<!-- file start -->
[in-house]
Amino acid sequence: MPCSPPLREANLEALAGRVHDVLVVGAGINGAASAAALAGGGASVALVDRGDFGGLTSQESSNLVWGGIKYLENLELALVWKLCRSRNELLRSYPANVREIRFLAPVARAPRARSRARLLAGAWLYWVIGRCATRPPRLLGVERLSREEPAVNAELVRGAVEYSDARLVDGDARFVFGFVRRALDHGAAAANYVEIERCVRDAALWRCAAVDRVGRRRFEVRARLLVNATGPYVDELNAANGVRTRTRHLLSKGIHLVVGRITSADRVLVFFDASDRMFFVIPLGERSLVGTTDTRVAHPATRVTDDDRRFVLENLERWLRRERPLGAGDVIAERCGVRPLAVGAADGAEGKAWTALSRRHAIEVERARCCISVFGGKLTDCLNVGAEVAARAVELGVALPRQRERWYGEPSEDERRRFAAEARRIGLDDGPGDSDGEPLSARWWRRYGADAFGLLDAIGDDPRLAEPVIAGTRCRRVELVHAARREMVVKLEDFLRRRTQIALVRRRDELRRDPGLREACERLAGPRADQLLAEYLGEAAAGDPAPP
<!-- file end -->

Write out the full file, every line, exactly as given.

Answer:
[in-house]
Amino acid sequence: MPCSPPLREANLEALAGRVHDVLVVGAGINGAASAAALAGGGASVALVDRGDFGGLTSQESSNLVWGGIKYLENLELALVWKLCRSRNELLRSYPANVREIRFLAPVARAPRARSRARLLAGAWLYWVIGRCATRPPRLLGVERLSREEPAVNAELVRGAVEYSDARLVDGDARFVFGFVRRALDHGAAAANYVEIERCVRDAALWRCAAVDRVGRRRFEVRARLLVNATGPYVDELNAANGVRTRTRHLLSKGIHLVVGRITSADRVLVFFDASDRMFFVIPLGERSLVGTTDTRVAHPATRVTDDDRRFVLENLERWLRRERPLGAGDVIAERCGVRPLAVGAADGAEGKAWTALSRRHAIEVERARCCISVFGGKLTDCLNVGAEVAARAVELGVALPRQRERWYGEPSEDERRRFAAEARRIGLDDGPGDSDGEPLSARWWRRYGADAFGLLDAIGDDPRLAEPVIAGTRCRRVELVHAARREMVVKLEDFLRRRTQIALVRRRDELRRDPGLREACERLAGPRADQLLAEYLGEAAAGDPAPP